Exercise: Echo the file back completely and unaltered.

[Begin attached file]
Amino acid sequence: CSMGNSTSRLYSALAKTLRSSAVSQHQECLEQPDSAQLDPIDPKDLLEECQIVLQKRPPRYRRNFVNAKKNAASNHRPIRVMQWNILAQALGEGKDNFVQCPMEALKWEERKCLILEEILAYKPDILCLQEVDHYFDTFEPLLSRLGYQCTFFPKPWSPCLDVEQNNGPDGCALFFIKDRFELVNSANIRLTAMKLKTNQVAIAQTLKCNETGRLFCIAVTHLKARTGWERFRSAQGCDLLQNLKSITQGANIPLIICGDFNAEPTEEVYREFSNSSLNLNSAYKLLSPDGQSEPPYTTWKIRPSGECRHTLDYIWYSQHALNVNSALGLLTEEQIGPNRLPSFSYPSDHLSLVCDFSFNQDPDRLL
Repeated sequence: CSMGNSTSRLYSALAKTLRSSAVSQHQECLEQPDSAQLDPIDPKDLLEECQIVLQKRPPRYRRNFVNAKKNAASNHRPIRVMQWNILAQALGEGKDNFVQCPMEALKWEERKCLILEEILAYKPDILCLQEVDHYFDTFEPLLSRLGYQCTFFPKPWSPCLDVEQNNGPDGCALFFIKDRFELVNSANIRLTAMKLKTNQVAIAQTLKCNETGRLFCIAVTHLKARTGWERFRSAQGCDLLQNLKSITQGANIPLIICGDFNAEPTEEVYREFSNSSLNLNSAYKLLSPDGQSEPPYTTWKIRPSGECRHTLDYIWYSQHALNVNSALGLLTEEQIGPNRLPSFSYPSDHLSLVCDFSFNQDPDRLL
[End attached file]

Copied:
Amino acid sequence: CSMGNSTSRLYSALAKTLRSSAVSQHQECLEQPDSAQLDPIDPKDLLEECQIVLQKRPPRYRRNFVNAKKNAASNHRPIRVMQWNILAQALGEGKDNFVQCPMEALKWEERKCLILEEILAYKPDILCLQEVDHYFDTFEPLLSRLGYQCTFFPKPWSPCLDVEQNNGPDGCALFFIKDRFELVNSANIRLTAMKLKTNQVAIAQTLKCNETGRLFCIAVTHLKARTGWERFRSAQGCDLLQNLKSITQGANIPLIICGDFNAEPTEEVYREFSNSSLNLNSAYKLLSPDGQSEPPYTTWKIRPSGECRHTLDYIWYSQHALNVNSALGLLTEEQIGPNRLPSFSYPSDHLSLVCDFSFNQDPDRLL
Repeated sequence: CSMGNSTSRLYSALAKTLRSSAVSQHQECLEQPDSAQLDPIDPKDLLEECQIVLQKRPPRYRRNFVNAKKNAASNHRPIRVMQWNILAQALGEGKDNFVQCPMEALKWEERKCLILEEILAYKPDILCLQEVDHYFDTFEPLLSRLGYQCTFFPKPWSPCLDVEQNNGPDGCALFFIKDRFELVNSANIRLTAMKLKTNQVAIAQTLKCNETGRLFCIAVTHLKARTGWERFRSAQGCDLLQNLKSITQGANIPLIICGDFNAEPTEEVYREFSNSSLNLNSAYKLLSPDGQSEPPYTTWKIRPSGECRHTLDYIWYSQHALNVNSALGLLTEEQIGPNRLPSFSYPSDHLSLVCDFSFNQDPDRLL